House Speaker Paul Ryan described the message delivered to him by an octogenarian businessman a few months ago as akin to getting hit in the head “with a two-by-four, more or less.”
He was in Springfield, Missouri, raising money for two House Republican colleagues when, as he recounts it, a “really successful guy” approached him to talk about family.
“Let me give you a piece of advice that I wish I’d listened to,” the man told him, according to Ryan. “They used to say it’s not the quantity of time you spend with your kids, it’s the quality of time. That’s a bunch of bull. It’s both. And don’t ever forget that. “
The idea that a public official would leave his position “to spend more time with family” and have that actually be the reason is an anomaly in Washington, one that draws knowing chuckles that imply a deeper, more dramatic rationale. But in a 30-minute interview with a small group of reporters in his Capitol Hill office, Ryan insisted that family – to be specific, his three kids in or entering their teenage years – really was the reason for the looming end of his 20-year congressional career, a decision made Sunday night at a family dinner in his hometown of Janesville, Wisconsin, and announced Wednesday.
The headwinds facing the Republican Party that have led most on Capitol Hill – Republicans included – to consider a future in the House minority the only likely end game? He’s aware of them, but says that’s not the reason he decided not to run again.
Frustration with President Donald Trump? He could do with fewer tweets, but their relationship remains in a good place.
Concern that he’d lose his race to a well-funded Democrat? Ryan is confident his seat will remain in Republican hands with or without him.
In truth, all of the above factored into the decision-making process (save for the last one – Ryan and his team remained confident he was fine back home throughout). But the clincher that would put an end, for now at least, to the political career of a man who had become one of the faces of the Republican Party, was, in fact, his family.
The top House Republican appeared at ease as he reclined in a chair in his second-floor office overlooking the National Mall, hands clasped behind his head, reflecting on a career spent almost entirely pushing for his policy visions in federal government.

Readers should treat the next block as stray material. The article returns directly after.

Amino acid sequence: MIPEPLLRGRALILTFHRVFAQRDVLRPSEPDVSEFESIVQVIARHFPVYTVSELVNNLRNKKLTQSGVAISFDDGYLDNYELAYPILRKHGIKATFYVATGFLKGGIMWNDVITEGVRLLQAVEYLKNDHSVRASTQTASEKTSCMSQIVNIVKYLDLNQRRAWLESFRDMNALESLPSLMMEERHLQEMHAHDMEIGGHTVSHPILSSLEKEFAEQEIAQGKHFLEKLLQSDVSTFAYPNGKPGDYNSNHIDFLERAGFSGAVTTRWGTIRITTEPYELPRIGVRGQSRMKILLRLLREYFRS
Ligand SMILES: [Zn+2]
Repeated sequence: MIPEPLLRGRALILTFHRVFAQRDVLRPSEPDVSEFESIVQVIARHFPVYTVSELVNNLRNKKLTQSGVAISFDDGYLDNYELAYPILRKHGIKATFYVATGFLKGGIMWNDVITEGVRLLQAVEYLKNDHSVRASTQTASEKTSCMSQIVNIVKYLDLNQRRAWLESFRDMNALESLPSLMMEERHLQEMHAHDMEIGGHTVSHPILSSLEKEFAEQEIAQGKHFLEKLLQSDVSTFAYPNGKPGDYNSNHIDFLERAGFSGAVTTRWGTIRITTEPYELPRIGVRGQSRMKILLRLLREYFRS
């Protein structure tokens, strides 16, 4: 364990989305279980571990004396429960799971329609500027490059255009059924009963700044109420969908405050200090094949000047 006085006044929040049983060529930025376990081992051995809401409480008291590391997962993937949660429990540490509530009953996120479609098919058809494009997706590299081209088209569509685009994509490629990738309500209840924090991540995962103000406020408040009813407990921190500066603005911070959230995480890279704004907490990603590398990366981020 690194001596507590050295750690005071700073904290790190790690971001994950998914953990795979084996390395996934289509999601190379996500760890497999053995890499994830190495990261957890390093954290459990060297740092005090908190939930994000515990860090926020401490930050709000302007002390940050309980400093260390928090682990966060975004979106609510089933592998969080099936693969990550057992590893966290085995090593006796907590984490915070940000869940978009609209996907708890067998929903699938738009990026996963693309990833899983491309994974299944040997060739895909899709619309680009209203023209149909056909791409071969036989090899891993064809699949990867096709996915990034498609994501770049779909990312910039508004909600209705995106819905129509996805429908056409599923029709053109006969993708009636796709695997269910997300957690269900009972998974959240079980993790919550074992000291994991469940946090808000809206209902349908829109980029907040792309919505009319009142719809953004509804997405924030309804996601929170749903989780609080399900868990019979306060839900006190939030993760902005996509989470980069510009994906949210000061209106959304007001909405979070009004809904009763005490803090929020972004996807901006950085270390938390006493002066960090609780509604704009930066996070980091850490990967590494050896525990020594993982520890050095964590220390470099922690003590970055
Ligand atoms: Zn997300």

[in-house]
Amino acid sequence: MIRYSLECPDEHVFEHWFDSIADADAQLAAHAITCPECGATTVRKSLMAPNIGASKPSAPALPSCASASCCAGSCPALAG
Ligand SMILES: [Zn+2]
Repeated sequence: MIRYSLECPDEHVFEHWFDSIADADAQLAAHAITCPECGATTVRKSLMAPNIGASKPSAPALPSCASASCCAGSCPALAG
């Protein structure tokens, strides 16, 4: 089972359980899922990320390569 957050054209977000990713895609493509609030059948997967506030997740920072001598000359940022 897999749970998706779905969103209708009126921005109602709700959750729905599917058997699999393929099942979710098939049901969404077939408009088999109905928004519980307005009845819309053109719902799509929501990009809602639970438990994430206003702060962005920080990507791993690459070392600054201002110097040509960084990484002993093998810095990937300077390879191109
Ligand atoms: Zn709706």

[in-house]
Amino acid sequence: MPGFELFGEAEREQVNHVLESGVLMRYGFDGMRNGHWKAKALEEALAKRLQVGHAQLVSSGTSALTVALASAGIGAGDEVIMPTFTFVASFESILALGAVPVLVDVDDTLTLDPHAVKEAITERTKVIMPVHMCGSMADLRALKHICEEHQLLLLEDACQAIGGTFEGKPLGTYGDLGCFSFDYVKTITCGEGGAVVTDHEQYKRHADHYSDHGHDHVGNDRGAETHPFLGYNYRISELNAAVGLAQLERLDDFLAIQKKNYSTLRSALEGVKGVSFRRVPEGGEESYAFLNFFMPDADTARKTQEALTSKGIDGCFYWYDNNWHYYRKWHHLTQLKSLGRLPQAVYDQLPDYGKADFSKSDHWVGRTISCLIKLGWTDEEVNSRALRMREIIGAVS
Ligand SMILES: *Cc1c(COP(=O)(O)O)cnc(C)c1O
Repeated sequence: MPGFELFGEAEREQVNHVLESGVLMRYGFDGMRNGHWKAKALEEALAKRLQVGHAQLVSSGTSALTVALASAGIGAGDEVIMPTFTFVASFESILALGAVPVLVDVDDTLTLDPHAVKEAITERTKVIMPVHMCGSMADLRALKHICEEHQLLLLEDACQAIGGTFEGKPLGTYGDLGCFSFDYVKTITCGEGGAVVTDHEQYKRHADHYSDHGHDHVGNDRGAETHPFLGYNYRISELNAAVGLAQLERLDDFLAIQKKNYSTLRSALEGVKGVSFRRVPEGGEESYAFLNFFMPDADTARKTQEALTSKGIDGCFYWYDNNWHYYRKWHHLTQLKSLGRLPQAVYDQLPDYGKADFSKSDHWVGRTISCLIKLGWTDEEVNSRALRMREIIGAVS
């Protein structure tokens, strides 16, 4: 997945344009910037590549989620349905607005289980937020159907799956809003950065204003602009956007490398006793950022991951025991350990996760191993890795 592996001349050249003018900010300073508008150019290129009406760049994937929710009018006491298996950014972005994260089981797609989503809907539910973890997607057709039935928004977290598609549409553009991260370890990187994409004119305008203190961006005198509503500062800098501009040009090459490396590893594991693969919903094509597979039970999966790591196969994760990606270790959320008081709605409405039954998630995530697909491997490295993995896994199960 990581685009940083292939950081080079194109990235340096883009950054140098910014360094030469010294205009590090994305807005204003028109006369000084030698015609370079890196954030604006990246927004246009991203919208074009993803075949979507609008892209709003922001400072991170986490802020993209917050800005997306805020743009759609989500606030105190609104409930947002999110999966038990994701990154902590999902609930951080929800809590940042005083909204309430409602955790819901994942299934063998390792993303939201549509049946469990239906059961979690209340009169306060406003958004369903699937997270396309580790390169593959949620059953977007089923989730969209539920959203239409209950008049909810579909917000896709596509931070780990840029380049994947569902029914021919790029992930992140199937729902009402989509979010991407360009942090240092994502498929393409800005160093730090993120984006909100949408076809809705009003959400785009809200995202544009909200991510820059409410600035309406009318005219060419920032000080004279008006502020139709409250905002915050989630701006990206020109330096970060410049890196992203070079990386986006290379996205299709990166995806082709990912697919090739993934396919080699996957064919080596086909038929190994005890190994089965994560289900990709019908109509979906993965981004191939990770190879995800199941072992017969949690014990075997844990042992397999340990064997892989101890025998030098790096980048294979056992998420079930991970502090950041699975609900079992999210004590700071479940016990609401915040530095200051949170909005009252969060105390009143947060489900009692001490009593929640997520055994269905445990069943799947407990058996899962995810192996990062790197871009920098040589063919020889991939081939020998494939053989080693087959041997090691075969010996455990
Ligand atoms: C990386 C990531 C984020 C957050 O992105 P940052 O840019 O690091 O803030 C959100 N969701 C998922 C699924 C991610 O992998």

The successes in his mind were clear, most notably the passage of the 2017 tax law and the significant increase in military spending locked in by the recent $1.3 trillion federal spending bill. While he fell short in his goal of overhauling US entitlement programs, his ability to, in his words, “normalize” the discussion for significant changes – something that in his earlier years would be considered radical and is now the mainstream of House Republican orthodoxy – wasn’t a small thing, either.
His biggest regret? The failure to repeal and replace Obamacare.
Does he have ideas about who should replace him atop the House Republican conference? Yes. But that will have to wait until after the election, he said.
His biggest concern? The rise of identity politics.
“It used to be a Saul Alinsky thing. The left was really good at it. Now the right does it,” Ryan said, pointing to technology and social media as an accelerant. “That makes it hard just to have political goodwill in this country, because of all this polarization.”
Asked how that concern squared with a President who has used a strategy that relies heavily on those same identity politics more effectively than anyone in recent political history – a President who Ryan has publicly stood by throughout his time in the White House, the speaker exhaled audibly.
“Look, he won the election. He’s the President of the United States. We’re making really good progress on a lot of signature issues and we’re making a positive difference in people’s lives. I think if you can deny the oxygen of identity politics the best way to do that is to have a faster growing economy, more upward mobility, higher wages, getting people from poverty into the workforce. And those are some of the best tools to fight the seed corn of identity politics, the oxygen that feeds identity politics.”
As far as Ryan’s views on Trump – from his initial refusal to back the candidate, which turned to hesitant support, which turned into at times strong public defense of the President – they have been at the center of one of the more speculated about relationships on Capitol Hill.
In truth, according not just to Ryan but also to aides on both sides of Pennsylvania Avenue, the relationship between the two men has been solid. They talk constantly by phone – often candid conversations, the speaker says.
One of the sharpest criticisms of Ryan – not just from Democrats, but also from some Republicans – is his perceived unwillingness to publicly attack Trump, even when he clearly disagrees on an issue or action, or, as is often the case, a tweet.
“It works better to have private conversations than to have public disputes. It’s more effective,” Ryan says. “He appreciates that. He appreciates that when we have disputes or differences of opinion that we air them privately, and what I’ve learned is he learns. And he responds and he respects.”
Asked if he could candidly advise against the idea of, say, firing Deputy Attorney General Rod Rosenstein or special counsel Robert Mueller – something Trump has appeared to be teetering toward in recent days, Ryan starts to speak and then stops.